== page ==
Eduardo Quisumbing published the first ever book on medicinal plants in the Philippines and authored more than 129 scientific articles published here and abroad. While director of the National Museum, Quisumbing undertook restoration of the Herbarium which was completely destroyed during World War II.

Dioscoro Umali specialized in rice, corn, abaca and mussaenda breeding. His research paved the way for the launching of programs of rainfed and upland agriculture, social forestry, environment conservation and rural poverty. He was appointed dean of the College of Agriculture in 1959. National Scientist.

Francisco Fronda helped develop Asia's poultry industry, devoting over six decades of his life to teaching, research and extension. In recognition of his pioneering contributions, he was cited as the "Father of Poultry Science in the Philippines" by the Philippine Association of Animal Science in 1980 and "Father of Thai Poultry Industry" by the Crown Princess of Thailand in 1982.

• Julian Banzon was among the first to do research on coconut as a renewable source of fuel and chemicals. He also devised novel processes, noteworthy among these is the extraction of residual coconut oil by chemical, rather than by physical processes.

Clare Baltazar discovered eight types and one subgenus of Hymenoptera. She also published the first authoritative book on Philippine insects which laid the groundwork for future biological control in the country.

Benito Vergara is a rice scientist and author of "Farmer's Primer on Growing Rice" which has been translated in over 40 languages. He also developed IRRI’s Rice World Museum during his term as director for Administration.

Bienvenido Juliano authored or co-authored over 370 scientific papers on rice chemistry and quality and edited and contributed to several chapters of the 2nd edition of the American Association of Cereal Chemists (AACC) monograph "Rice Chemistry and Technology" in 1985, wrote "Rice Chemistry and Quality" for PhilRice in 2003, "Rice in Human Nutrition" for FAO in 1993, and compiled IRRI quality data on world rice. He is the only Filipino on Thomson/ISI's list of highly cited researchers.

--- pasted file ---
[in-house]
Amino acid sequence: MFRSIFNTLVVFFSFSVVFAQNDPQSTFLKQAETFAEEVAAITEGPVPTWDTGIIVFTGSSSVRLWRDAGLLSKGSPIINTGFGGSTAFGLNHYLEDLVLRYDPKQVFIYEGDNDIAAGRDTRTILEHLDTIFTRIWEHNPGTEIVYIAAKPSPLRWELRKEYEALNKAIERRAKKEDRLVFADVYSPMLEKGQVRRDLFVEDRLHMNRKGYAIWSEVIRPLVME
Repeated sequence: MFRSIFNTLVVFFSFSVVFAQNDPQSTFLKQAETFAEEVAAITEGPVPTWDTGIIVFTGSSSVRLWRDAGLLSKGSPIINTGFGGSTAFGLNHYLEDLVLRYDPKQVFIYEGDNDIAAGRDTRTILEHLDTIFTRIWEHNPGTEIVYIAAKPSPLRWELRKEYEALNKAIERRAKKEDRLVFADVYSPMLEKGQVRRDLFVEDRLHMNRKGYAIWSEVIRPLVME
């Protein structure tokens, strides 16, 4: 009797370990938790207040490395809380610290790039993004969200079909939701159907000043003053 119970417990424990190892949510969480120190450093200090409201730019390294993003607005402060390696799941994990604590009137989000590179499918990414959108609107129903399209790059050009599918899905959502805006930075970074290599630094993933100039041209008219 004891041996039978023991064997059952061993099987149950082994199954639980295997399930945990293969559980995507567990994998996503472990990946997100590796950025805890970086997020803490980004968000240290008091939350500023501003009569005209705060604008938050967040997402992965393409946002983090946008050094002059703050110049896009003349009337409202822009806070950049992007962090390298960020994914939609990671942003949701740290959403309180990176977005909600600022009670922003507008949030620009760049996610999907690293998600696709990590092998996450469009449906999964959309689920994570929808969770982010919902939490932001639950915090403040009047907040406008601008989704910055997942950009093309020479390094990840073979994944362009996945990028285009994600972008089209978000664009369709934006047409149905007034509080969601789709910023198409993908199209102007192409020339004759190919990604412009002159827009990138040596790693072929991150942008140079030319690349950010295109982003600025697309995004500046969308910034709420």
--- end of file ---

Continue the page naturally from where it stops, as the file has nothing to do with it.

Carmen Velasquez discovered thirty-two new species and one new genus of digenetic trematodes from Philippine food fishes, two from birds and five from mammals; nine life cycles of trematodes of the family Transversotrematidae, Echinostromatidae, Notocotylidae (2), Plagiorchidae, Heterophyidae (2), Microphallidae and Philophtalmidae. She also discovered two new species of nematodes from Philippine fishes and a new species of Capillaria from the intestine of man, as well as a new species of parasitic copepod in Glossogobius giurus (Goby). Her works are archived at the College of Veterinary Medicine.

Dolores Ramirez is known for her work on the genetic systems controlling the makapuno endosperm of coconut, the genetics of chemical resistance factors against Cercospora kex leaf spot and the cytogenetics of the hybrids of rice with related wild species.

Jose Velasco did research on various areas of plant physiology such as mineral nutrition, photoperiodism, chemical weed control and plant growth in general, which served as the basis of crop production management practices and has set the direction for future research. He is also known for his research on cadang-cadang disease of coconuts.

Pedro Escuro helped develop, isolate and release nine Seed Board rice varieties: Milpal 4, HBD-2, Azmil 26 and C-22 (upland) and C-18, C4-63, C4-137, C-168 and C-12 (lowland).

Gregorio Velasquez, known as the "father of Philippine phycology", made the first intensive study of the local Myxophyceae or the bluegreen algae and devoted at least 30 years of productive work in the study of Philippine algae.

Ricardo Lantican's research on southern leaf blight saved the American corn industry in 1969. He also helped develop a new plant architecture in mungbean combined with resistance to Cercospora leaf spot, which increased yield levels in Asian farming systems and initiated varietal improvement of legumes in the Philippines in the 1960s, producing more than 20 varieties of mungbean (CES and Pag-asa series), soybean and peanut, some of which are commercially planted and used as parental types in international breeding programs.